Delhi Africa summit China vs India



India Africa Forum

Trade Between India and Africa is almost $ 100 billion

The development of modern-day relations has gone through two main periods. During the period of colonialism and liberation wars, political relations became stronger. At the wake of the Cold War, many African countries joined the non-aligned movement pioneered by Egypt, Ghana, India, Indonesia and Yugoslavia.

During the years of decolonisation, India exerted considerable political and ideological influence in Africa as a role model and a leader of the Non-Aligned Movement. But India’s ability to develop a broader strategic role in Africa during the 20th century was subject to several constraints. India’s influence was limited by financial weakness and inward-looking economic policies. Its commitment to decolonisation through nonviolent means made it relatively reluctant to provide military assistance to national liberation movements. India’s role in East Africa was also constrained by the large Indian ethnic population that was often resented by black African nationalists. [13]

The India-Africa Forum Summit, which was held from April 4 to April 8, 2008 in New Delhi, India for the first time, constitutes the basic framework for the relations under the South-South Cooperation platform.

There are numerous of Indians and Africans of Indian descent living in Africa, mainly in the eastern and southern coast in places such as Mauritius, Kenya andSouth Africa.


Indian firms are conducting numerous takeovers abroad and are venturing into Africa. In June 2008, Bharti Airtel, an Indian telecommunications giant, purchasedZain Africa for US$9 billion.[14] Trade between India & Africa has grown exponentially during the past decade. Indo-African trade volume reached US$ 53.3 billion in 2010-11 & US$ 62 billion in 2011-12. It is expected that it would further go up to US$ 90 billion by 2015. As of 2011, India has emerged as Africa’s fourth largest trade partner behind China, EU & USA whilst Africa has emerged as India’s sixth largest trading partner behind EU, China, UAE, USA & ASEAN. It is to be noted that this volume was at a meager US$ 3 billion in 2001. In November 2012 FICCI President led a business delegation to Ethiopia to meet the new Prime Minister Hailemariam Desalegn and reaffirm India’s commitment to the growth and development of Africa. Indian companies have already invested more than US$ 34 billion in the resource-rich continent as of 2011 & further investments worth US$ 59.7 billion are in the pipeline. Among the proposals that CII (Confederation of Indian Industry) received from the African nations are 126 agricultural projects worth an investment of $4.74 billion, 177 infrastructure projects worth $34.19 billion, and 34 energy sector plans costing $20.74 billion (337 projects totalling US$ 59.7 billion). Ex-Prime Minister of India, Dr.Manmohan Singh while expressing his country’s support to Africa, said in an Indo-African trade summit that “Africa possesses all the prerequisites to become a major growth pole of the world in the 21st century. We will work with Africa to enable it to realise this potential”. The Indian government has promised to extend loans worth US$ 5.4 billion (during 2011-14) to several African nations in order to nurture growth in those nations.


New Delhi invited leaders from all 54 African nations to the biggest-ever India-Africa summit.

The heartbeat of 1.25 billion Indians and 1.25 billion Africans are in rhythm, Narendra Modi said at a lavish session, which included dancers and drummers on Thursday (Oct. 29). The Indian prime minister and his African counterparts discussed trade, investments, our common goals and history with Africa.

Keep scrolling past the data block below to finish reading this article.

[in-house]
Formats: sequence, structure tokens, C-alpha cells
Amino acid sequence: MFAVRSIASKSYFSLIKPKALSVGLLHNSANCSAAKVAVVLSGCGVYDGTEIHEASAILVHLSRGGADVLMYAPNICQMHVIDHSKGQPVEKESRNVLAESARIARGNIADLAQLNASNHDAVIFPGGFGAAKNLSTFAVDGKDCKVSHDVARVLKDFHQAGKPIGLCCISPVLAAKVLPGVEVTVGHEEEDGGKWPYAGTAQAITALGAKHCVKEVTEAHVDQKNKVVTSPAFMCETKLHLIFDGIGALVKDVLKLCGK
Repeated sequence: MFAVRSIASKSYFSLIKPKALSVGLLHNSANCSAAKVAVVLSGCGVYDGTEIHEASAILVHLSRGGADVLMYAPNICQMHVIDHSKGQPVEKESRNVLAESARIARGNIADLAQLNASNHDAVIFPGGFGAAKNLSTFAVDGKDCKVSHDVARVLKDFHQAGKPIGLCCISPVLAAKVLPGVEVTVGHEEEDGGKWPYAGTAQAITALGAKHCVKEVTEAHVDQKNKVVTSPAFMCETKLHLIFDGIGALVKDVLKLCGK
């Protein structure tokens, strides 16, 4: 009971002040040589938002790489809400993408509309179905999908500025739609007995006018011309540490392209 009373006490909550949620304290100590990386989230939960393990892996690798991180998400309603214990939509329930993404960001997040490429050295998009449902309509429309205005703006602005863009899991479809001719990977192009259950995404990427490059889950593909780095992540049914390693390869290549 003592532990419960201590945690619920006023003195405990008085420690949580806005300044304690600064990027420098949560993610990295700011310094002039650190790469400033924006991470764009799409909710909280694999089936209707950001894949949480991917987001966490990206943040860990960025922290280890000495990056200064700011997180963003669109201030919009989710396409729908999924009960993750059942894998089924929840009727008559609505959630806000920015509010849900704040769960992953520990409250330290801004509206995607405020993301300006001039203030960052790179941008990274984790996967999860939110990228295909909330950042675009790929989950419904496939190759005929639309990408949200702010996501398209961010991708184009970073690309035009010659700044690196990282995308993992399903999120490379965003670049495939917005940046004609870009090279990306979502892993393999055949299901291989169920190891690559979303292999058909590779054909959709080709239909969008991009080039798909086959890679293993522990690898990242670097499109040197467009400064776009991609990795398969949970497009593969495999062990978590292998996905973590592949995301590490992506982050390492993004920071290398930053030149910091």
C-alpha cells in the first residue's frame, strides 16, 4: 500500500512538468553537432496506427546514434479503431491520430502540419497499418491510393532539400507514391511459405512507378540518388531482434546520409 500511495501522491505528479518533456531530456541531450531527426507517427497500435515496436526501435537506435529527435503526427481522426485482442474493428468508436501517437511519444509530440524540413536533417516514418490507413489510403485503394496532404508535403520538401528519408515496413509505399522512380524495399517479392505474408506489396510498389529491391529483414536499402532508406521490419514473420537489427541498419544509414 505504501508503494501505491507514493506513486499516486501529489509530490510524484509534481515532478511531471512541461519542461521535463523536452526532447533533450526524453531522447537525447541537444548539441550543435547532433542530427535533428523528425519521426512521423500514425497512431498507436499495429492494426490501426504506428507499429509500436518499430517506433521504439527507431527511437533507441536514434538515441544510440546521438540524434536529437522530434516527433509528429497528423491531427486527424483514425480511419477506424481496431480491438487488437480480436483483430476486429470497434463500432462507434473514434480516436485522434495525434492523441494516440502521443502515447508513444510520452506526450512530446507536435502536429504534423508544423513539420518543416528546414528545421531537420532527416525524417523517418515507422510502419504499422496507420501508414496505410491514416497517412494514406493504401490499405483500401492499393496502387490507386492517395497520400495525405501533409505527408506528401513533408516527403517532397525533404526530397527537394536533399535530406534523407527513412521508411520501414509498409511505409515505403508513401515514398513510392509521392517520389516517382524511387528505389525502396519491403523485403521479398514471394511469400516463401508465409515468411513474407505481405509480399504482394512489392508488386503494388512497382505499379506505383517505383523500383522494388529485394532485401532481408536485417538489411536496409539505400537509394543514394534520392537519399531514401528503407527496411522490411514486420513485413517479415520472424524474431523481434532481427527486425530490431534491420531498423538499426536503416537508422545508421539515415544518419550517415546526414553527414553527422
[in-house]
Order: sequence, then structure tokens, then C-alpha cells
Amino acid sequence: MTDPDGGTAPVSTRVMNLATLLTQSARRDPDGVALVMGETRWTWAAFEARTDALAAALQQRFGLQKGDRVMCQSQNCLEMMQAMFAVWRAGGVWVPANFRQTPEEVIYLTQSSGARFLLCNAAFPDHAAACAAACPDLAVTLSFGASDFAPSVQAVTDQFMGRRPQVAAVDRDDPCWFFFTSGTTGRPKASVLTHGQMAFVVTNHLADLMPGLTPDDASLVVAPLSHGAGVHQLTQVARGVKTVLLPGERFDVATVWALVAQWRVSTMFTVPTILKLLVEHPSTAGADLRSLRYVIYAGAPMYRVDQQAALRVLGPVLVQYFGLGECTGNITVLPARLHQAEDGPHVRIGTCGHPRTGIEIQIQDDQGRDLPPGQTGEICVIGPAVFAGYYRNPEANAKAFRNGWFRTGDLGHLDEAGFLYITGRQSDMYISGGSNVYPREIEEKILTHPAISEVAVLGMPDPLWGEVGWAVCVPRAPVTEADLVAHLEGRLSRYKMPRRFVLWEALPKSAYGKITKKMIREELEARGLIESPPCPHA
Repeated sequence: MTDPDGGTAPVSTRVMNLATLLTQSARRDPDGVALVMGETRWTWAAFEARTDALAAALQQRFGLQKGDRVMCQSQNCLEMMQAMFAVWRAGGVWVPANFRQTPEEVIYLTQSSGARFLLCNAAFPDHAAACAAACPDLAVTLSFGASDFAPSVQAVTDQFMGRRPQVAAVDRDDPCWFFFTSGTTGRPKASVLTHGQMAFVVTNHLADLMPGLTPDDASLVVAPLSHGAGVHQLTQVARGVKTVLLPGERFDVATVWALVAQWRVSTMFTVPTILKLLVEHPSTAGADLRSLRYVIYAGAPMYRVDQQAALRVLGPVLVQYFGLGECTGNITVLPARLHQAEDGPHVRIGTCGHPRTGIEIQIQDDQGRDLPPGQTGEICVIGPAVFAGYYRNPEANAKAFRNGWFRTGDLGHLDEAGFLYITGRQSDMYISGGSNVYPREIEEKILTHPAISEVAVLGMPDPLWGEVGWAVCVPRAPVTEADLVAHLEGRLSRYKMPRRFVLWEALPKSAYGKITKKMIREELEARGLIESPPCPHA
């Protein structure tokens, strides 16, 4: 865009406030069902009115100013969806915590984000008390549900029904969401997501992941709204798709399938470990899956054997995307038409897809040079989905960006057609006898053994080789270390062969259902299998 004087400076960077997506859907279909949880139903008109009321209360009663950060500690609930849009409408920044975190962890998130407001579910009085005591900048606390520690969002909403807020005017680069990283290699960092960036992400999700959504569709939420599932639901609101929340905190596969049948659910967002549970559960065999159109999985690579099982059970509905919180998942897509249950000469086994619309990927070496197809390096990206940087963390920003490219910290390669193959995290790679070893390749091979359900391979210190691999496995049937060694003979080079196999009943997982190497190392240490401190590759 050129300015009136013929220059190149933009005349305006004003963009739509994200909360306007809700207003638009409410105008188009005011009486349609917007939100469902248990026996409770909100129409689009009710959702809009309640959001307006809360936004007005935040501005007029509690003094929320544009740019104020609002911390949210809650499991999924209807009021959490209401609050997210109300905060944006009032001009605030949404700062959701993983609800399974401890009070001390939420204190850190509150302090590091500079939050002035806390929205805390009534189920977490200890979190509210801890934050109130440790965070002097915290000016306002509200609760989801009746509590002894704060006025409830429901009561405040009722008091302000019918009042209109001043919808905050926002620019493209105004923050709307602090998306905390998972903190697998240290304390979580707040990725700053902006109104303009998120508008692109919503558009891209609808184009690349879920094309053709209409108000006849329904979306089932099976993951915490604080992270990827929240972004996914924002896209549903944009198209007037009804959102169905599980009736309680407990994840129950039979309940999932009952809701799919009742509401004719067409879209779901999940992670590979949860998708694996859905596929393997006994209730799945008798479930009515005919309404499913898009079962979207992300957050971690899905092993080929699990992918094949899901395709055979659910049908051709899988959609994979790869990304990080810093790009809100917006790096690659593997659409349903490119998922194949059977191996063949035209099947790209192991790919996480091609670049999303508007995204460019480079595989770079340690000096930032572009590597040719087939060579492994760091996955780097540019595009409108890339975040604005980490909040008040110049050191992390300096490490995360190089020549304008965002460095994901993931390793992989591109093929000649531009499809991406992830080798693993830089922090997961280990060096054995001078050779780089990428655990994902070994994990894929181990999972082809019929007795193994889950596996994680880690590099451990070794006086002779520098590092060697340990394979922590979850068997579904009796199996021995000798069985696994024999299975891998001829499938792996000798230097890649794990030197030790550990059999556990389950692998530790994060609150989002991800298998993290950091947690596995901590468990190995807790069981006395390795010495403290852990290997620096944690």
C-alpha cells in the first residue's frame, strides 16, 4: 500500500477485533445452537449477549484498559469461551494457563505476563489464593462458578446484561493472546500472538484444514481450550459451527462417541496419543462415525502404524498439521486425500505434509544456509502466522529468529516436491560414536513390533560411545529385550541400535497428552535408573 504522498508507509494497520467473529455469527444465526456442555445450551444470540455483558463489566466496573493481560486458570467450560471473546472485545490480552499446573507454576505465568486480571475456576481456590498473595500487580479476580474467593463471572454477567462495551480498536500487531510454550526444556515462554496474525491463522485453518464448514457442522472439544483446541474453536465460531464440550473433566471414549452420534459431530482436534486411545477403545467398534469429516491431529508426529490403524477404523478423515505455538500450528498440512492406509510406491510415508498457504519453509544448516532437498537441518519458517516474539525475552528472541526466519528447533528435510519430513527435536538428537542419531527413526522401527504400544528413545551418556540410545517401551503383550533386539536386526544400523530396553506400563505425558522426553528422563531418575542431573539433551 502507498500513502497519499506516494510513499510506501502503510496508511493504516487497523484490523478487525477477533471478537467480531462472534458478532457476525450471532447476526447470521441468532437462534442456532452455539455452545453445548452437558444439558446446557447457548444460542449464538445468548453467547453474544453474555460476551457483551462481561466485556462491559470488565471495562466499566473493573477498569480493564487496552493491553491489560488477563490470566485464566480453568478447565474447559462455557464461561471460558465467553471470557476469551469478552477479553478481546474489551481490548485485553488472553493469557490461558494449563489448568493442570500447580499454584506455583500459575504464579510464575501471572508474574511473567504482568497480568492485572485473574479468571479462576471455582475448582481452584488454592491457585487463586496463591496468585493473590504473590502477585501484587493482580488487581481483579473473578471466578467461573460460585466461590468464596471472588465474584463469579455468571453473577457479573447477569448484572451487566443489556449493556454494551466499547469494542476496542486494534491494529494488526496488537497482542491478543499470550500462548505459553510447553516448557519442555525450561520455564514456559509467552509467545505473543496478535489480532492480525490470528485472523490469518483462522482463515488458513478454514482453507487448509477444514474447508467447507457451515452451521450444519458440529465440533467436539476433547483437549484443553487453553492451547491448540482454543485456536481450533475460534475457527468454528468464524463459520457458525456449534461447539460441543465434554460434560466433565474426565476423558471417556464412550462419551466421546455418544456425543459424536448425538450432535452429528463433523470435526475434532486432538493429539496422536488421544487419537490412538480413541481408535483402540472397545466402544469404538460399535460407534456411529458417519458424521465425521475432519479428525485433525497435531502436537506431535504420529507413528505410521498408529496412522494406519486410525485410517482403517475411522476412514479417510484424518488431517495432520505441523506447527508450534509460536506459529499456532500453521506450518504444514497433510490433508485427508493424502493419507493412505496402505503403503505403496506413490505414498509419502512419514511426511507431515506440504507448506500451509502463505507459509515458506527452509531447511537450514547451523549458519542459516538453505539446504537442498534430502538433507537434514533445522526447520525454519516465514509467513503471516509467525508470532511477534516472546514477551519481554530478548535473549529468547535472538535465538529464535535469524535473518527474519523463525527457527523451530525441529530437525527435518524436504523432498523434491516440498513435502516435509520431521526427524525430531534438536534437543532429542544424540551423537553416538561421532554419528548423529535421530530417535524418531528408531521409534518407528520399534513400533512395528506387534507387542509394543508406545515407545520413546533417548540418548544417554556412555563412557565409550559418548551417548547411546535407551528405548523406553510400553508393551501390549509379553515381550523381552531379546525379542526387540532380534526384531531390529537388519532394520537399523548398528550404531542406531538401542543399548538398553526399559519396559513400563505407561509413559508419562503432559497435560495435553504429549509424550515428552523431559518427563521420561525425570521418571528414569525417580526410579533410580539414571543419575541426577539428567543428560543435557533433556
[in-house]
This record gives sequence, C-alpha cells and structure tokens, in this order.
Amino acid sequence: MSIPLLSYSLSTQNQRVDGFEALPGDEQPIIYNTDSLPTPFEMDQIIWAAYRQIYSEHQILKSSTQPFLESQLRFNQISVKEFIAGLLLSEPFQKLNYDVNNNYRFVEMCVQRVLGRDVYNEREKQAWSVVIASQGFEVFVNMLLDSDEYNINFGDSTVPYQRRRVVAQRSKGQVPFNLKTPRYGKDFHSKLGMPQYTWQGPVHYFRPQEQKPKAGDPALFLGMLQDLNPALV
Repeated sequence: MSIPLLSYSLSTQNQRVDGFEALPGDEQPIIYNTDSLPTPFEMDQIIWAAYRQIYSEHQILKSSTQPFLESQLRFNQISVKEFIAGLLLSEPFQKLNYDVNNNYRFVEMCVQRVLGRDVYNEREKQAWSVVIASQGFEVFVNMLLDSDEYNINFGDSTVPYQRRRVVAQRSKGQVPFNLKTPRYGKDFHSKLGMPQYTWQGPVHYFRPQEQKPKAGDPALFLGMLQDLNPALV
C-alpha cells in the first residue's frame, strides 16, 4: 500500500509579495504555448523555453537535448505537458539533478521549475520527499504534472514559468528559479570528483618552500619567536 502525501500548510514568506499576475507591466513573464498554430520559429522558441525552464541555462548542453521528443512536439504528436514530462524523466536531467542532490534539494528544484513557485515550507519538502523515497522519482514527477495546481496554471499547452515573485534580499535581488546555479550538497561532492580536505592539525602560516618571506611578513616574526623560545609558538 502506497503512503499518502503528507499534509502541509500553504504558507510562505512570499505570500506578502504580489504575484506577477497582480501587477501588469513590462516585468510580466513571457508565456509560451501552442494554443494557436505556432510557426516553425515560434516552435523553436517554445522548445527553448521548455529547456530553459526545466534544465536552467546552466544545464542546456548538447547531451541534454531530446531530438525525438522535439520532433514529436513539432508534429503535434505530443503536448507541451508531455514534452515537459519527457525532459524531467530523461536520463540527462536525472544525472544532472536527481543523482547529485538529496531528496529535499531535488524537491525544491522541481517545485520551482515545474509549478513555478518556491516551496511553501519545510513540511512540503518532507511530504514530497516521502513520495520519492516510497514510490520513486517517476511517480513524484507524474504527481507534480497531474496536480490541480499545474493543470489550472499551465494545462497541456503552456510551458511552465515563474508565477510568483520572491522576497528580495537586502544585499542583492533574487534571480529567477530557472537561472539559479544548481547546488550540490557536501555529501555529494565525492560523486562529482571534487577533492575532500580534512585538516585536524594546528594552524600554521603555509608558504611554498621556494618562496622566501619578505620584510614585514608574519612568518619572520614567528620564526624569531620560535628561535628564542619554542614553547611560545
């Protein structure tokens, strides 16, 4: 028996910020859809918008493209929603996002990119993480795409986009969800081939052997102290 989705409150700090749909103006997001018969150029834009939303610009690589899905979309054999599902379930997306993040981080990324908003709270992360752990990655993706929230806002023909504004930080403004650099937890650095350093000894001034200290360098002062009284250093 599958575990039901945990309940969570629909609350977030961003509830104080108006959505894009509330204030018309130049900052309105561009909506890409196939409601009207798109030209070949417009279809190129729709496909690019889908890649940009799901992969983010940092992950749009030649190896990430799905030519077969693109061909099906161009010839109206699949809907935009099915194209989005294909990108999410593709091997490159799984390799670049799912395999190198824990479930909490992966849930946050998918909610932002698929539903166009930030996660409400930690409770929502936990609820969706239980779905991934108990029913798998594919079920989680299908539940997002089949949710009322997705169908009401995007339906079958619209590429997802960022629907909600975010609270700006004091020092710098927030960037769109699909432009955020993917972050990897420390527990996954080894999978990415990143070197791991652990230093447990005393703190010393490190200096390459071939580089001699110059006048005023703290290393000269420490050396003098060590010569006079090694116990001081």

But one topic was conspicuously missing from the entire jamboree—India’s deeply ingrained racism towards Africans.


There are an estimated 30,000 African students currently studying in India. In total there are 50,000 Africans in India altogether while there are 4 million Indians living in Africa.

In Khirkee alone—where I have worked for the past decade—I have met people from the Ivory Coast, the Democratic Republic of the Congo (DRC), Nigeria, Somalia and Uganda. But despite their large numbers, India has not been a hospitable country for them.

Cases of violence against people from African countries have been reported from other cosmopolitan places like Bengaluru, Goa, and even Ludhiana. But it is not just regular people who discriminate against dark-skinned expats—government support is missing, and even the police is equally insensitive







Three things that India wants from Africa

  1. Natural resources such as Oil
  2. A Large market to sell its products to.
  3. Votes from Africa to be put on the UN Security Council



Ways India benefits from Africans

  1. Open non racially discriminatory market to sell to Africans worldwide
  2. Indian Universities make $20,000 of each African students
  3. Access to resources. Nigeria is India’s largest oil supplier


Meanwhile Indians in Africa have one of the best lifestyles they have anywhere in the Diaspora.

There are more Indian billionaires in Africa than any other continent outside Asia all at the African’s expense

  1. The Gupta Family billionaire but wealth unknown
  2. Sudhir Ruparelia  1.5 billion
  3. Mohammed Dewji 1.3 billion
  4. Bhimji Depar Shah $1 billion
  5. Manu Chandaria
  6. Narendra Raval
  7. Nashad Merali


It is said that when Atul Gupta arrived in Africa and he set up the family business Sahara Computers, which distributes hardware, he was amazed at the lack of red tape compared to India.They were small businessmen back home but their parent company Sahara Group – which has no links to the Indian giant of the same name – now has an annual turnover of about 200m rand ($22m; £14.3m) and employs some 10,000 people.

“Africa was about to become the “America of the world” – the world’s land of opportunity.”Shiv Kumar Gupta




Methods of Indian mistreatment and racism against Africans

  1. Skin bleaching and barring of Dark skin people from media
  2. Discrimination, Not allowed in certain establishments
  3. Harassment
  4. Media demonization.